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Power Harvesting From Fabric Electrochemistry

College
College of Medicine (COM)
Researchers
Sen, Chandan
Das Ghatak, Piya
Kiourti, Asimina
Steiner, Shomita
Vilkhu, Ramandeep
Licensing Manager
Paschall, Christopher
614-688-2727
paschall.12@osu.edu

T2017-121 A new method of power harvesting based on electroceutical dressings dampened by a saline solution.

The Need

On-­body electronics, such as wearable and epidermal sensors, are experiencing significant growth. One of the biggest challenges of on-­body electronics is the development or identification of a sufficient power source. To address the former concern, sensors are becoming available with ever-­lower power requirements, and many are already working with only a few microwatts. Though batteries are typically employed for powering on­-body electronics, they are bulky and require frequent recharging or replacement. As an alternative, a number of power harvesting methods have been reported, including Radio Frequency (RF), solar, thermoelectric, and piezoelectric scavenging. Particularly RF power harvesting is becoming increasingly popular for on­-body electronics. However, RF power harvesting requires large antennas, complicated and bulky electronics printed on rigid substrates, and RF sources located in close proximity to the subject. Therefore, it would be desirable to develop a novel method of power harvesting that addresses these concerns.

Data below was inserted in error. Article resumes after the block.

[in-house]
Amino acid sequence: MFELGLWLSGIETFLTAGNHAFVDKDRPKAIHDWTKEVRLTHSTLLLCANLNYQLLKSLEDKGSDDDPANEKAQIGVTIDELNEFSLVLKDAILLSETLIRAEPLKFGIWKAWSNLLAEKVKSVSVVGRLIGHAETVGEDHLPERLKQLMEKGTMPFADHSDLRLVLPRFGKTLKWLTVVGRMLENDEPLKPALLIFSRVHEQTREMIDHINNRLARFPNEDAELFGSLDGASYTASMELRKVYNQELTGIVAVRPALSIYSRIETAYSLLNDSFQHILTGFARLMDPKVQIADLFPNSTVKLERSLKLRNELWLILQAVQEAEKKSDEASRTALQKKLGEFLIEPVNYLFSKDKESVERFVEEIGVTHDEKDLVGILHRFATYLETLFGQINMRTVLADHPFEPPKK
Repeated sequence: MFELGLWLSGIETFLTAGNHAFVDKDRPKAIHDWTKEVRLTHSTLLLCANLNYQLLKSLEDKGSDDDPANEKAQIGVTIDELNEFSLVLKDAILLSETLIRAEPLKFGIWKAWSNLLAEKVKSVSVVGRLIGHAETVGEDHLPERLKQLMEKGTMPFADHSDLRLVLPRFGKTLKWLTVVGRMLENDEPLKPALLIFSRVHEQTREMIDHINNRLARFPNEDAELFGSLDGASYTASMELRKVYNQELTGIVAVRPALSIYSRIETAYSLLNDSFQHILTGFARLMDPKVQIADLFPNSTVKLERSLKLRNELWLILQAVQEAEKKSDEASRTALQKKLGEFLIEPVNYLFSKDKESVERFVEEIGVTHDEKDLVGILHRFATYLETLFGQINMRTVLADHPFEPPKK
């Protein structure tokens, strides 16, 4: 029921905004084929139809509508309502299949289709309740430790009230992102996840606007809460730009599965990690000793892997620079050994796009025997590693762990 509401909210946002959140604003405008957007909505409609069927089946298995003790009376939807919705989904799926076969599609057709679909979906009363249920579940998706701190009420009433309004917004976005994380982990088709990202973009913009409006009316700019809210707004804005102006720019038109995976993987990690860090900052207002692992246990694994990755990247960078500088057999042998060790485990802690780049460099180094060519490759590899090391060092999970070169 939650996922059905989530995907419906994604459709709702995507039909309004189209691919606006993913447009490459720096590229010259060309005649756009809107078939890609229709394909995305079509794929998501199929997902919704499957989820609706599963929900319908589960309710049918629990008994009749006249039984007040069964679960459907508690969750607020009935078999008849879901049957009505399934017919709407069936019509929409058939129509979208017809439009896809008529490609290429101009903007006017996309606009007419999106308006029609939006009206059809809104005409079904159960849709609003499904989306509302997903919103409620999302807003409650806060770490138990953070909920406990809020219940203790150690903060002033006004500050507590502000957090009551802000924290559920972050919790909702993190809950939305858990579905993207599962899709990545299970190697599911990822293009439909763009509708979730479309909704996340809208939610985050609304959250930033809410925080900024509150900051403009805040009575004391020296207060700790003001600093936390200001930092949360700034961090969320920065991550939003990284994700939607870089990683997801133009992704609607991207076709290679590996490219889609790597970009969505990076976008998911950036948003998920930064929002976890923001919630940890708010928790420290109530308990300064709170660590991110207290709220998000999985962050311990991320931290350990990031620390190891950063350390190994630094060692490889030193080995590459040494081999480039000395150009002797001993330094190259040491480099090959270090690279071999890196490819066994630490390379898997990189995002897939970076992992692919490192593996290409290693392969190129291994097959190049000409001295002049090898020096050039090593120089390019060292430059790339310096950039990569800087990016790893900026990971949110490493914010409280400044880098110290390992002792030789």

The Technology

Researchers at The Ohio State University have developed a new method of power harvesting from electroceutical dressings. Static (DC) voltage and current generated by the electroceutical dressing result in DC power that can be stored in a capacitor and used to power an electronic device (e.g. sensor). The team has also developed a method for connecting multiple electroceutical dressings to generate adjustable power levels.

Commercial Applications

  • On-body electronics
  • Energy
  • Healthcare
  • Wound healing

Benefits/Advantages

  • Does not require any complicated or bulky electronics
  • Fabric-based, making it fully flexible and conformal
  • May be enabled via exudates that are readily available on-body (sweat, wound exudate, etc.)

Research Interests

The Ohio State University laboratory that developed this technology has expertise in the design of antennas and sensors for body area applications, including both wearables and implants. The lab is focused on functionalizing fabrics with wireless functionalities for communications and sensing, as well as engineering novel classes of wearable/implantable antennas that exceed the state-of-the-art boundaries of radio-frequency performance. The lab is open for collaboration for further products and investigational routes.